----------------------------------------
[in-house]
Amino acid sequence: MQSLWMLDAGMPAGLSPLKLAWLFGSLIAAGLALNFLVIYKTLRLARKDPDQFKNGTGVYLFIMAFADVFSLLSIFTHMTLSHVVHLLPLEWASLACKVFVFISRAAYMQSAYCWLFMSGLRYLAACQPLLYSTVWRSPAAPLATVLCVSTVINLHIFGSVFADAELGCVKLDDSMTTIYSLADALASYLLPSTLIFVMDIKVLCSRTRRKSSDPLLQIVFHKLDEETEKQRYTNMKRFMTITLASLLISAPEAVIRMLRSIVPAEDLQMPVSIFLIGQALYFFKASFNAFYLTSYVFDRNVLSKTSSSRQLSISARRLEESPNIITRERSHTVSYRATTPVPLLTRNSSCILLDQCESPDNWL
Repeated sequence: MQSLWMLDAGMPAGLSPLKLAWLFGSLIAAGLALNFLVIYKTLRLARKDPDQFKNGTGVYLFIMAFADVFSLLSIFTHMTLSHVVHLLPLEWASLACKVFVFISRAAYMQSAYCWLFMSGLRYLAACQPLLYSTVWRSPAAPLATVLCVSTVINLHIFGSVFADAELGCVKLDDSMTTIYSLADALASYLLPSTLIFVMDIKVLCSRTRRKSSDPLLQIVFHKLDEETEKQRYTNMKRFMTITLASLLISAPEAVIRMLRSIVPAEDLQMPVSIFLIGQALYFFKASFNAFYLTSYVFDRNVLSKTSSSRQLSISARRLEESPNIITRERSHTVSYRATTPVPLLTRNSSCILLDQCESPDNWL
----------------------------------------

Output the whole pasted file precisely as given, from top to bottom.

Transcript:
[in-house]
Amino acid sequence: MQSLWMLDAGMPAGLSPLKLAWLFGSLIAAGLALNFLVIYKTLRLARKDPDQFKNGTGVYLFIMAFADVFSLLSIFTHMTLSHVVHLLPLEWASLACKVFVFISRAAYMQSAYCWLFMSGLRYLAACQPLLYSTVWRSPAAPLATVLCVSTVINLHIFGSVFADAELGCVKLDDSMTTIYSLADALASYLLPSTLIFVMDIKVLCSRTRRKSSDPLLQIVFHKLDEETEKQRYTNMKRFMTITLASLLISAPEAVIRMLRSIVPAEDLQMPVSIFLIGQALYFFKASFNAFYLTSYVFDRNVLSKTSSSRQLSISARRLEESPNIITRERSHTVSYRATTPVPLLTRNSSCILLDQCESPDNWL
Repeated sequence: MQSLWMLDAGMPAGLSPLKLAWLFGSLIAAGLALNFLVIYKTLRLARKDPDQFKNGTGVYLFIMAFADVFSLLSIFTHMTLSHVVHLLPLEWASLACKVFVFISRAAYMQSAYCWLFMSGLRYLAACQPLLYSTVWRSPAAPLATVLCVSTVINLHIFGSVFADAELGCVKLDDSMTTIYSLADALASYLLPSTLIFVMDIKVLCSRTRRKSSDPLLQIVFHKLDEETEKQRYTNMKRFMTITLASLLISAPEAVIRMLRSIVPAEDLQMPVSIFLIGQALYFFKASFNAFYLTSYVFDRNVLSKTSSSRQLSISARRLEESPNIITRERSHTVSYRATTPVPLLTRNSSCILLDQCESPDNWL